Amateur gardening 101 Earthworks aims to teach useful hobby in wake of economic slump DREW CLAUSSEN
Gardening has been an integral part of American culture since the Mayflower touched ground in 1620. It began with people growing food to eat as a means to survive, but with numerous advancements in the food industry, gardening has turned into more of a hobby — one that can be fairly difficult to pick up. Gardening is much more than simply throwing seeds in the ground and watching them grow. This is where gardening classes such as Earthworks Gardens come in. “Gardening is the number one summer hobby, so people are doing it,” said Diane Selly. “The class just makes them do it better.” Selly and her family own Earthworks Gardens, which is located at their home outside of St. Peter. She began growing her gardens after retiring from her 23-year career at the Waseca Federal Prison, where she taught horticulture to inmates. She has taught gardening classes in St. Peter for three years and plans to teach her first class in Mankato this spring. “I like gardening because of the peacefulness, and it’s
fun to plant something and watch it grow,” Selly said. The classes, which start in early March, will cost $30 per person or $40 per couple and run for five weeks. Topics covered in the classes include vegetable gardening and lessons on integrated pest management, which focuses on preventing diseases, pests and weeds. Other focuses of the class are flowerbed management and landscaping, where students learn about the maintenance and layout of their yard, how to prune shrubs and when to fertilize and mow their yards. According to Selly, good landscaping can add up to 15 percent more value to a home. Classes finish with a field tour in St. Peter where students gain hands-on experience and apply the information they learned in the classroom. With the economy slumping, Selly believes that more people are starting to grow their own vegetables because it takes little work to grow a lot of food such as tomatoes and green beans — the most common vegetables grown in southern Minnesota. Selly recommended a few simple steps to those wanting to garden that will
Impact will be holding a Minnesota State rendition of the Newlywed Game Tuesday at 7 p.m. in the CSU Ballroom. Any type of couple — partners, engaged, married, friends, roommates, etc. — are welcome to participate. Those interested are encouraged to show up 10-15 minutes prior to sign up. Ten couples will be selected to participate from the sign-up list by the Impact staff based on variety. The game will consist of two rounds of questions where a partner must attempt to guess their partner’s answer to the given questions. Three couples will advance to the final round to go against “celebrity golden couples,” made up of two CSU staff members
hopefully make their first try successful: Start small, limit yourself to 10 types of vegetables and don’t try to grow sweet corn. Dedicate time to upkeep — you will need about two hours a week for a 100-square-foot garden. Fertilizing does have an impact on plants but it is not necessary; you can use finished compost instead. Get your soil tilled before planting. Decide if you want to start from seed or a small plant. Tomatoes and peppers should be started from a plant, the smaller the plant the better, and all vine crops should be started from seeds. Selly also has advice for ways college students can liven up their dorm room or apartments with plants. Two good plants are the peace lily and the philodendron,” she said. “Both of those plants can take a lot of abuse,” Selly said. “They don’t need much sunlight and if they start to look bad, you can just cut them down to their base and they regrow. For those interested in Earthworks Gardens or have any general gardening questions go to www. earthworksgardens.blogspot. com.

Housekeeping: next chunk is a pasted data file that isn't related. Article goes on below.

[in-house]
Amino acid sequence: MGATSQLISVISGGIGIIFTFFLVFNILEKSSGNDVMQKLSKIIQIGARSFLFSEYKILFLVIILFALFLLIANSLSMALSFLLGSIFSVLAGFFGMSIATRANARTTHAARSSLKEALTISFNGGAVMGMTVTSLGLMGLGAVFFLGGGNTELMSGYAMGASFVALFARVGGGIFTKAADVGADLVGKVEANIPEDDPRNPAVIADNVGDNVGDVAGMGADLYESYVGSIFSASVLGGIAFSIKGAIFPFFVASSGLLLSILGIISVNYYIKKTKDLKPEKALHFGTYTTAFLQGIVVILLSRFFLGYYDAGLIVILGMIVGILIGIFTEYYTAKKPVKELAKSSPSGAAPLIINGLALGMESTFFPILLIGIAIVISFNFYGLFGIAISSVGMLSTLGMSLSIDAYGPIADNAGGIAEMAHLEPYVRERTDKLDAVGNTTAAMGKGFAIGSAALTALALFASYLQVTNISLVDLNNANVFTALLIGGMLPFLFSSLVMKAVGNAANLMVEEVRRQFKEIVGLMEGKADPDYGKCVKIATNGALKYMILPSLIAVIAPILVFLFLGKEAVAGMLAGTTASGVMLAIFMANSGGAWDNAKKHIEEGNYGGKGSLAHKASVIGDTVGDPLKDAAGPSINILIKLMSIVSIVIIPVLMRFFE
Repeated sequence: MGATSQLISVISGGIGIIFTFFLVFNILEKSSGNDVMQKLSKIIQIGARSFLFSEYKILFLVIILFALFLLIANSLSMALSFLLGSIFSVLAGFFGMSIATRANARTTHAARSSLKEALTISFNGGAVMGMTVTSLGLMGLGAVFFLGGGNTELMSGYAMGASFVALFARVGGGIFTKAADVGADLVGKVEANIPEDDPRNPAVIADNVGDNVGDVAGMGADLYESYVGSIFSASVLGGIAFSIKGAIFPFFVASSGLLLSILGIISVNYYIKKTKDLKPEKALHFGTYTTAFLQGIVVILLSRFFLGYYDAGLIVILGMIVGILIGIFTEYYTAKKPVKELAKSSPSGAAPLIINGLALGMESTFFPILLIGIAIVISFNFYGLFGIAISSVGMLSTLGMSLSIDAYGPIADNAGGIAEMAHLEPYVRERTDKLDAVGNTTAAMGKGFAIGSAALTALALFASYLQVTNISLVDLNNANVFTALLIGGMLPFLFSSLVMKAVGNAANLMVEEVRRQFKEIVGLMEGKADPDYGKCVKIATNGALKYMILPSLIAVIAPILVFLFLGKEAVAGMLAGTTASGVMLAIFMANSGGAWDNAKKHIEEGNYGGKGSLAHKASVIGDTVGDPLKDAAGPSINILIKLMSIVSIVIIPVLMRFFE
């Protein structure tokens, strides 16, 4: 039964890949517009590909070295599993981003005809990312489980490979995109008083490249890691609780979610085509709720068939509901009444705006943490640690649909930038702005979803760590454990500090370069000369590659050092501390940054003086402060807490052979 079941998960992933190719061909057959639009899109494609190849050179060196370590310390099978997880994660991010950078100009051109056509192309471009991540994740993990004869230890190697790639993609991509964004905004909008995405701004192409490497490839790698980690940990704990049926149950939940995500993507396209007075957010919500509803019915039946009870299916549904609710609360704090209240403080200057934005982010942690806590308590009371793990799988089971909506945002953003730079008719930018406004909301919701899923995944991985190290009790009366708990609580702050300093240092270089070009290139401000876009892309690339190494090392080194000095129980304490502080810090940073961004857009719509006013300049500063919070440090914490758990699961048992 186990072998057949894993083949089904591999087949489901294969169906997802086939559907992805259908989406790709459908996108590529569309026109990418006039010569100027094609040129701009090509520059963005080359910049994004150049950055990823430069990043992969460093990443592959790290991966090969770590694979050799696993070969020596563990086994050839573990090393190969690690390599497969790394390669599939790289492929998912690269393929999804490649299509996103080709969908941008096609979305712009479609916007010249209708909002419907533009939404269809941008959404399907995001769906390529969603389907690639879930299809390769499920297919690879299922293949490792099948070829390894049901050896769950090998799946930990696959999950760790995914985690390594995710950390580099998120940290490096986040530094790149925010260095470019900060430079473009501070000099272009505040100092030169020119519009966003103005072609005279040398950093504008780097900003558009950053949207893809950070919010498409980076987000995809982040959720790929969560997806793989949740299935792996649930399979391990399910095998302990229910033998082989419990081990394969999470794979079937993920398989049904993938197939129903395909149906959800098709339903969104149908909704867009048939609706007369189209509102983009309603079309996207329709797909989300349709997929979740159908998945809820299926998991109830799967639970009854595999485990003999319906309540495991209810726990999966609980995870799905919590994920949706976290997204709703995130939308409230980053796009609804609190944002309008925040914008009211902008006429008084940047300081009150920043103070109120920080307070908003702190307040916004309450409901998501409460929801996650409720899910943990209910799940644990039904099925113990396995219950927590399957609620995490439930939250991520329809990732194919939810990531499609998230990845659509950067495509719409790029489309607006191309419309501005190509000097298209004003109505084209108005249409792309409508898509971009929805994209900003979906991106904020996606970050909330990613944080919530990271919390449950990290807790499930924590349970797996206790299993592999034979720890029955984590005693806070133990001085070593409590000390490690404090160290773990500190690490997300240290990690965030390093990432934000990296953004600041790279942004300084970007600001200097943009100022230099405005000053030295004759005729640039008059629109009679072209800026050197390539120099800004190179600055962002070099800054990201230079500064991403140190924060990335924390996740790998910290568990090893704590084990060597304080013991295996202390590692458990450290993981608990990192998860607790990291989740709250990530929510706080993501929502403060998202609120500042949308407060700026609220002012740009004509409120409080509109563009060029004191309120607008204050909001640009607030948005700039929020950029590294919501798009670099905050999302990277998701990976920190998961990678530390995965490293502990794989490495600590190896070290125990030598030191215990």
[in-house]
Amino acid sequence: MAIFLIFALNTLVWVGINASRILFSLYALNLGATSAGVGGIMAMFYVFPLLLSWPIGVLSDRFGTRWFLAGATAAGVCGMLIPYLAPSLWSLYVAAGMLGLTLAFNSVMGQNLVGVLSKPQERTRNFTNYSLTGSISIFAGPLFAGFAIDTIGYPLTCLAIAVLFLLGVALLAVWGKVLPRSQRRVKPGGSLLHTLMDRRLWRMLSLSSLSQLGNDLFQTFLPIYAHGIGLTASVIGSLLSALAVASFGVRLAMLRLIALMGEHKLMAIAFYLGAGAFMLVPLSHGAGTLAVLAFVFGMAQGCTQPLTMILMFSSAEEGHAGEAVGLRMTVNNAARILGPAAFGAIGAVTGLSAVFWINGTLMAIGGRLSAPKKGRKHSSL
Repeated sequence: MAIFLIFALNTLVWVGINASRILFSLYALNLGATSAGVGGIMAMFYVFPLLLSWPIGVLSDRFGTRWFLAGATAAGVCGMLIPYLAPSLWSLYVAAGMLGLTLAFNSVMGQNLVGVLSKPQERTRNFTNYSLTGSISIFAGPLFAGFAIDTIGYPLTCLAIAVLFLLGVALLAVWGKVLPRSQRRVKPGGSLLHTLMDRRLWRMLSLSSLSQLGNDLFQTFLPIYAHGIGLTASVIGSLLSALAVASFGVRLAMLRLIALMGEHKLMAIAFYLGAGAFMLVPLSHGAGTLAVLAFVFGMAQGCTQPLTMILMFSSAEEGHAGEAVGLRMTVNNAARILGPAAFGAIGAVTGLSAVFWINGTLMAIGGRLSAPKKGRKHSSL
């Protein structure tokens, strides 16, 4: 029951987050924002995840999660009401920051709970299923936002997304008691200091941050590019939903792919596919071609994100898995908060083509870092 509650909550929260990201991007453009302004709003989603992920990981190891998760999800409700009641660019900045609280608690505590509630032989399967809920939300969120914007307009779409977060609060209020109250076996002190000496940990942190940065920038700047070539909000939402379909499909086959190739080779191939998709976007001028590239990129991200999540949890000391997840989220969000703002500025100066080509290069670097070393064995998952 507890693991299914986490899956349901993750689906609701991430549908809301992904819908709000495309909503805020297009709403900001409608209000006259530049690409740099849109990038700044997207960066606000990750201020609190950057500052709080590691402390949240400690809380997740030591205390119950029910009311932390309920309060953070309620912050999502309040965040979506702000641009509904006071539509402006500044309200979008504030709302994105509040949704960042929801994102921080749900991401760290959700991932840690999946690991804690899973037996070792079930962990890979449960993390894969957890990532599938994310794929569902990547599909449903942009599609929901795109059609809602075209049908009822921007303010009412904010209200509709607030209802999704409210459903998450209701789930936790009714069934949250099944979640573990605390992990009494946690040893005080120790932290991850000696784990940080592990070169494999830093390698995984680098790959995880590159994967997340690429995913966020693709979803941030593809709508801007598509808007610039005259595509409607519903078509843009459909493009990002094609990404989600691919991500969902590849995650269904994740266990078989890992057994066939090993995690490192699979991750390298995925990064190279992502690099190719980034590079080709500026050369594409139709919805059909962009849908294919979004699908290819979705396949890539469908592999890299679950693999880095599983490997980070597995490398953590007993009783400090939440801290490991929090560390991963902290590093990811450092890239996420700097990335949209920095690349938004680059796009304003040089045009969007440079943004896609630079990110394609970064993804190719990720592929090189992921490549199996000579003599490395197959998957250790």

and their partners. Prizes will be awarded to the winning teams and Impact will be giving away several other prizes throughout the night. The voting for Impact’s 15th Annual Battle of the Bands has ended and the five participants have been selected. Polis, To Catch A Thief, Sue City, Dr. Lee and the Terminally Chill, and Plagued Insanity received the most support based on online voting that ran from Jan. 28 – Feb. 5. Voters were allowed to pick up to four bands which, among those selected to compete, included: The Style Biters, Shotgun Fiction, White Collar Crime, The Selektors, and 6th and Vine. Impact’s Battle of the Bands will take place Wednesday, Feb. 17 in the CSU Ballroom.
Super Bowl highest rated show ever NEW YORK (AP) — The New Orleans Saints' victory over Indianapolis in the Super Bowl was watched by more than 106 million people, surpassing the 1983 finale of "M-A-S-H" to become the most-watched program in U.S. television history, the Nielsen Co. said Monday. Compelling story lines involving the city of New Orleans and its ongoing recovery from Hurricane Katrina and the attempt at a second Super Bowl